Category: Sustainability

Undergraduate Departmental Awards Announced

The undergraduate committee of the Department of Social Sciences is pleased to announce the recipients of this year’s departmental awards. Thanks to all who nominated students and provided letters of support. Congratulations to this year’s winners:

Outstanding Senior: Tim Stone
The Department of Social Sciences Outstanding Senior Award recognizes outstanding undergraduate achievement in accomplishments in academics, research, leadership, and/or service.

Undergraduate Research: Alannah Woodring, Madelina Dilisi
The Undergraduate Thesis or Research Awards recognizes one Social Sciences graduating senior and one junior for their exemplary research, as evidenced in an undergraduate thesis, original research, or creative project under the guidance of department faculty members or other mentors. The awardees are recognized for research that is original and substantive given the standards of the discipline.

Community-Based Research: Kat Dvorak, Savannah Obert-Pfeiffer
The Community-Based Research Prize recognizes a Social Science student who is actively engaged in community-based research, a pillar of the department’s mission. The prize honor’s the student’s efforts to enhance community capacity, build relationships, and/or support community participation in research. 

On the Road

Shan Zhou (SS) presented her paper “The Interplay between Renewable Portfolio Standard and Voluntary Green Power Market in the United States” in the session “Determinants and Challenges of Environmental Policy” at the the 78th Annual Midwest Political Science Association (MPSA) Conference, which was held virtually April 14-18.

This paper evaluates the efficacy of utility-based voluntary green power programs implemented in conjunction with government-led (mandatory) renewable energy policies.

2021 Undergraduate Research Symposium

Congratulations to all four of the Social Science majors who presented their work in this year’s Undergraduate Research Symposium!

Brooke Batterson (History) “Analysis of the Labor Market & Landscape of 1900 Lake Linden French Canadians”

Tim Stone (Sustainability Science and Society): “The Daily Spaces and Environmental Hazards for Youth in the Industrial City”

Alannah Woodring (Sustainability Science and Society): “What Are the Best Practices to Integrate Therapy Gardens into Programs Servings At Risk Populations?”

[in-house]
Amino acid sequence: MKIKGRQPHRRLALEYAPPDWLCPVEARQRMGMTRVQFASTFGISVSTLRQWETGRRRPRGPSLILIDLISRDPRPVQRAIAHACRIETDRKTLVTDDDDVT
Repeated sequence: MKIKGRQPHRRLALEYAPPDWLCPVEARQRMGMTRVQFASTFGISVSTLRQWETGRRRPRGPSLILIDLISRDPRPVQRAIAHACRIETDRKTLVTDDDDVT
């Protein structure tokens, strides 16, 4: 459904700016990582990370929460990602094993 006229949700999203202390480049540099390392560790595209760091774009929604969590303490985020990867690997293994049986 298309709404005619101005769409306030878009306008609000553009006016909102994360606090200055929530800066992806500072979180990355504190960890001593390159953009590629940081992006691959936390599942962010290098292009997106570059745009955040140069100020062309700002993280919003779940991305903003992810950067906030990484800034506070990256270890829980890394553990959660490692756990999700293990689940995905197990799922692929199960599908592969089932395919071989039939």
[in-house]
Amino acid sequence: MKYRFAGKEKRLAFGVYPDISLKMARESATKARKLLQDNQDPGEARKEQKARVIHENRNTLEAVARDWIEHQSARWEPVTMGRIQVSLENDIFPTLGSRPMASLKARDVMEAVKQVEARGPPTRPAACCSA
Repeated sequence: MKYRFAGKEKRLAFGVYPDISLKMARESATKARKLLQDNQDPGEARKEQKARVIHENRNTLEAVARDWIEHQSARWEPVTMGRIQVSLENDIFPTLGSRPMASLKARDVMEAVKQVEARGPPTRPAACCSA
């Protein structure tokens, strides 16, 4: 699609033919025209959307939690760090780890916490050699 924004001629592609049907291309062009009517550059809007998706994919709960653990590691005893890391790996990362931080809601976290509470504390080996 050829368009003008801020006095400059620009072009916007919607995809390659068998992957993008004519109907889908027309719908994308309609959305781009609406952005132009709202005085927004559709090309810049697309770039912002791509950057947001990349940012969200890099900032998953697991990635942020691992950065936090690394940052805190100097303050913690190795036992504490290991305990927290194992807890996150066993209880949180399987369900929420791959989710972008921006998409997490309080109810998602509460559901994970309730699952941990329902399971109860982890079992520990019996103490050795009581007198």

Ava Miller (Sustainability Science and Society): “Community Response to Renewable Energy Project Siting: A Case Study in L’Anse, MI”

And special congratulations to Ava Miller whose project tied for the second place award as “best undergraduate presentation” among all undergraduate presentations! 

Photo Essay: Celebrating Food in the Keweenaw

In collaboration with a class taught by Angie Carter (SS), the Western Upper Peninsula Food Systems Collaborative (WUPFSC) kicked off the Western UP Food Stories Photo Contest last fall.

The students in the course — Communities and Research SS4700 — reached out to local growers, enthusiasts, and anyone who eats to share what local foods in the Keweenaw means to them. Since a picture is worth 1,000 words, they encouraged community members to share their experiences in a visual format.

The course, which is based on transdisciplinary research methods, supports students in creating studies driven by needs identified from community members to ensure that their research would directly serve and empower the community.

The class gathered all the photos on Flickr and some of the winning images are gathered on the University research blog, Unscripted. Check them out at mtu.edu/unscripted . (By Allison Mills, University Marketing and Communications)

In Print

Chelsea Schelly (SS) along with Emily Prehoda (EEP PhD Grad) and colleagues from The Nature Conservancy (Jessica Price) and Defenders of Wildlife (Aimee Delach and Rupak Thapaliya), have published “Ratepayer Perspectives on Mid- to Large-Scale Solar Development on Long Island, NY: Lessons for Reducing Siting Conflict through Supported Development Types” in Energies.

New Community Effort Grows and Shares Fresh Food in the Western UP

by Angie Carter, Social Sciences

Growing from the Heart is a new grassroots initiative working to increase access to fresh, local, and nourishing food in Western UP communities this summer. Individual gardeners, groups, and organizations may sign up to be partners in this collective effort by growing food, making land available for food growing, or being a site for food redistribution.

“This program is a beautiful way to share good energy with our community as we grow things from the heart and put that energy into that good food,” explained Kathleen Smith, Keweenaw Bay Indian Community (KBIC) enrolled member, Habitat Specialist at KBIC Natural Resources Department, and Keweenaw Bay Ojibwa Community College Board Member.

The Down to Earth Gardening Collective, a new food growing movement started by Michigan Tech students, believes that because food is a basic human need, the commodification and privatization of food leads to the commodification of human life. It  hopes to challenge that notion and create a more communal food system by pooling our land, labor and love.

Information about how to sign up to grow and share food, or how to sign up to be a site for food redistribution, can be found on the Western UP Food Systems Council website. The Western UP Food Systems Council is a regional initiative supporting strengthened food systems in our region. We invite community members and organizations to join in this work of reconnection to our food, one another, and our home. As we grow and redistribute food, we work together toward food sovereignty for all. Questions can be emailed to wupfoodsystems@gmail.com.